The budget hardtail market has taken a battering recently thanks to inflation, so it’s always exciting when a new affordable option drops. This one is from Merida and it’s an aluminium 29er with a 120mm fork. The full Big.Nine range includes racy, XC options, with 100mm forks and carbon frames stretching price points to a heady £10k, but it’s the down-to-earth TR models that really float our boat.

Longer forks matched with slacker head angles bring sure-footed handling, while all models come standard with a dropper post. The frame includes a tool mount and two sets of bottle cage bosses, a SRAM UDH mech hanger and a nice, low standover height for maximum confidence.

Merida One-Sixty FR 600

The Merida One-Sixty FR 600 is another bike that promises huge capability without the huge cost.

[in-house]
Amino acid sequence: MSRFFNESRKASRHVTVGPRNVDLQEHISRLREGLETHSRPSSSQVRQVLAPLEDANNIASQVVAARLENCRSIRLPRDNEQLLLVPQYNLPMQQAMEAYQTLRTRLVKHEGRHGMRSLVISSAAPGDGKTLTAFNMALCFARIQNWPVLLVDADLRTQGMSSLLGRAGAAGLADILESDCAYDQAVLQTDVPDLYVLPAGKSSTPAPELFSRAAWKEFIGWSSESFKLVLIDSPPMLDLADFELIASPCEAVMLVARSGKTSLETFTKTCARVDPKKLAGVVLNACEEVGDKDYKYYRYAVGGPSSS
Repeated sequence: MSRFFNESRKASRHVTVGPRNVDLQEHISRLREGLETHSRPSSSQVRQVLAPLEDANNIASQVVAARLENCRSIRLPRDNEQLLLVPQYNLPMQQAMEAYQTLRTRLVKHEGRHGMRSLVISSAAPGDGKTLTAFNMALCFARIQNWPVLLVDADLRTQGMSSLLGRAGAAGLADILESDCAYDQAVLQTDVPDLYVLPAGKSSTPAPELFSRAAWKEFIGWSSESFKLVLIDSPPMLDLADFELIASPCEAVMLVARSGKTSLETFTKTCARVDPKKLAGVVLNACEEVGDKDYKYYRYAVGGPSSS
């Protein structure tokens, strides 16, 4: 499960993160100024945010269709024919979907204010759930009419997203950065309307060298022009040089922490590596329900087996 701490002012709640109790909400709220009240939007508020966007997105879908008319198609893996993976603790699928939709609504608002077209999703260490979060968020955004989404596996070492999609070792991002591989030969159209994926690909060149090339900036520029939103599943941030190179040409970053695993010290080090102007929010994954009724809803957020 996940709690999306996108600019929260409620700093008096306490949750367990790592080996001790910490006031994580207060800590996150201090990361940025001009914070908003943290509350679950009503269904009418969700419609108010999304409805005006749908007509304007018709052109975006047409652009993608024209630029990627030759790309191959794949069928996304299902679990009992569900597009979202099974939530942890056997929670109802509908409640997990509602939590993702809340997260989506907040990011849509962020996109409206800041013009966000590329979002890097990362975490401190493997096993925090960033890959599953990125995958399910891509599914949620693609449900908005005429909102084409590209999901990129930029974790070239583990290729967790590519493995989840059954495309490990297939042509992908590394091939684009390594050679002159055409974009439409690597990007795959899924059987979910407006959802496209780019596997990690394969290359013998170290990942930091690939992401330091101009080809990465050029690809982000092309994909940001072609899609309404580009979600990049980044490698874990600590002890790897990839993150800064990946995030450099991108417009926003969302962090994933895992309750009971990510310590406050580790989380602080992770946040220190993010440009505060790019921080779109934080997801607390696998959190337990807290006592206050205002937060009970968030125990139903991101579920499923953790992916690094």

Merida One-Sixty FR £3,500

At the other end of the travel spectrum, Merida has also launched a new version of the One-Sixty. It’s called the One-Sixty FR, and as the name suggests it’s primarily designed for bike park laps.

As such it gets 180mm travel up front and 160mm of coil-sprung plushness out back, giving the FR more of a bias to durability and heavy-hitting suspension performance over pedal efficiency and weight saving. Reinforcing that theme is the all-alloy frame, even down to the radical alloy flexstays. That keeps the price keen, with the top of the range model coming in at a realistic £3.5k.

But at 17.2kg, you’re going to develop some serious guns getting it on and off the uplift trailer.

Read our first ride review of the Merida One-Sixty FR here

Trek Slash Gen 6

Trek carries over the mid-high pivot design from the Session downhill bike to the new Slash Gen 6

Trek Slash from £4,250